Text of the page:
Disruptive lawyers can expose injustice by ‘shining a light into dark places’, but legal battles are becoming increasingly difficult to win in the present political climate.
That is the story that emerged from a panel discussion at the National Access to Justice and Pro Bono Conference hosted in Sydney last week.
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During the event, prominent solicitors and barristers were invited to speak on the topic ‘Disruptive and dynamic lawyers: the gatekeepers of justice’.
Fiona McLeod SC, president of the Australian Bar Association and treasurer at the Law Council of Australia, offered some pearls of wisdom on how to overcome obstacles in the pursuit of justice.
“When you make visible what is otherwise invisible, it is an incredibly powerful moment for an individual,” Ms McLeod said.
As a society, we are often unaware of the gross injustices occurring right on our doorstep, according to Ms McLeod.
As an example, she cited her own work on behalf of a victim of trafficking, which only came about after a documentary alerted her to the horrifying situation.
“For me, having a 13-year-old at the time I saw the movie, I just couldn’t believe these things were happening in Australia,” she said.
“[I couldn’t believe] these incredibly vulnerable people were invisible to us, so that began my engagement.”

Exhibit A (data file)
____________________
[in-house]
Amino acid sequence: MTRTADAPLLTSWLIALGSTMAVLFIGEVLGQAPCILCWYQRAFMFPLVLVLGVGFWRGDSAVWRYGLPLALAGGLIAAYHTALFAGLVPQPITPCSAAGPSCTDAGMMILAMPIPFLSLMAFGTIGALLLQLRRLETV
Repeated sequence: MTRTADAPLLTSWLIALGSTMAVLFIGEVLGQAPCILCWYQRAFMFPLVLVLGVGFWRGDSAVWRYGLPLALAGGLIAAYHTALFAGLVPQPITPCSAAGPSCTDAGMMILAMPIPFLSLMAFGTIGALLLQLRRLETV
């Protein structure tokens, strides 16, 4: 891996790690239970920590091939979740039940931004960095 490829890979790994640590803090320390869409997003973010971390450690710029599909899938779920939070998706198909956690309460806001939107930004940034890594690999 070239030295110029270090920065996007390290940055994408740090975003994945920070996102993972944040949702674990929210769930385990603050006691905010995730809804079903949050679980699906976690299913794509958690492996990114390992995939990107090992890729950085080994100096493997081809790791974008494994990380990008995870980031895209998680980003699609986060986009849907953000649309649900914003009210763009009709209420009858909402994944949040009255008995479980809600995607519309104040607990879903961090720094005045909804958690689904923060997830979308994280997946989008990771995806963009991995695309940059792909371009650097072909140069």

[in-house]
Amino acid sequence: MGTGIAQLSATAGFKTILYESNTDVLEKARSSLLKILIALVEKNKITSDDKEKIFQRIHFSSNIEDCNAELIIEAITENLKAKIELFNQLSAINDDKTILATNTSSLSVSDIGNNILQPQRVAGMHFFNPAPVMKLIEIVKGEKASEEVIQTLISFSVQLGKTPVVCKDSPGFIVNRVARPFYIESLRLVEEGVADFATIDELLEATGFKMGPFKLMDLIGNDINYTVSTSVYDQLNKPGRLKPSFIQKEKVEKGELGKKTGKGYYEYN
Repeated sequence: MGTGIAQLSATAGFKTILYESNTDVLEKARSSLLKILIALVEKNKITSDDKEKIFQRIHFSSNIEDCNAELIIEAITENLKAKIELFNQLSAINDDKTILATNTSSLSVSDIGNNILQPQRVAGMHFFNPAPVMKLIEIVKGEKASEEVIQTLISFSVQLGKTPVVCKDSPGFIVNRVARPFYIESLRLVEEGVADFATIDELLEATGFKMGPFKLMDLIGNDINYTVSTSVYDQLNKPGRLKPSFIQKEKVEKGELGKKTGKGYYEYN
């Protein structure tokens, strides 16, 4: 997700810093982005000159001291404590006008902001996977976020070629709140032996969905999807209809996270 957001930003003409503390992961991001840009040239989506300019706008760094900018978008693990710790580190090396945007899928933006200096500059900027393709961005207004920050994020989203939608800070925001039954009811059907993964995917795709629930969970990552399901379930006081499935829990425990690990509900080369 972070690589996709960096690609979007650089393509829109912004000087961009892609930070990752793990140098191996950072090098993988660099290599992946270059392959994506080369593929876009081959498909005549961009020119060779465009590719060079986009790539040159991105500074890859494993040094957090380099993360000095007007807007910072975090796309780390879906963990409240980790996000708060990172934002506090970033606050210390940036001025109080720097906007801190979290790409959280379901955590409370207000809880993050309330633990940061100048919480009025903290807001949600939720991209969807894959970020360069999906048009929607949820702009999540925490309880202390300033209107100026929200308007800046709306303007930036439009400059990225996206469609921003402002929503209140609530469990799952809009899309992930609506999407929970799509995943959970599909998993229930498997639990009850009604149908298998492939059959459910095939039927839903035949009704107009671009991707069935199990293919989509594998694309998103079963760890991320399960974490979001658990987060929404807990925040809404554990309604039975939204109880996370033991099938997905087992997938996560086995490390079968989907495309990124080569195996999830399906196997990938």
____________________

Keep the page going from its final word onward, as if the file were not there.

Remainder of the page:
In this case, her client had been brought to Australia at the age of 13 and raped a hundred times in 10 days before being picked up in an immigration raid.
Ms McLeod said that accessing justice often requires creative legal solutions and that lawyers need to “think outside the box” if they want to see results.
“[As lawyers we should] be creative about how we solve problems using laws that exist, using processes that exist and exploring the edges of those,” she said.
Legal training, research abilities and deep empathy, which comes from ‘walking around in the skin’ of one's client, make lawyers uniquely placed to address entrenched problems in innovative ways, she said.
“For example, in this country we have seen the emergence of class actions,” she continued. “In a sense, class action lawyers are creatively looking for a solution when there is an absence or lack of response in the law on an individual basis.”
“When you are an individual who has been hurt, how can you stare down a multinational unless you have a lawyer who is prepared to act for you with the potential reward for the whole group?” she asked.
Ms McLeod’s final piece of advice for lawyers was to take the debate outside the courtroom, actively engage in political discussions and point out bad laws.
She called on lawyers to fight the government for legal aid funding and make it clear that “it is completely unacceptable for government to shirk from their responsibility to provide basic services to the population".
“There is an ever-diminishing pool of money available to fund an ever-increasing unmet legal need,” she said.
Ms McLeod acknowledged that lawyers who put themselves ‘out there’ are often labelled as “disgraceful”. In some cases, such as the Queensland bikie defence, lawyers are “tainted by accusations of engagement in criminal behaviour just for acting for their clients”, she said.
“For me, being disruptive means being a pain in the arse, even when that reflects badly on yourself sometimes,” she said.
“For many in this room, I suspect it is a badge of honour that we proudly wear.”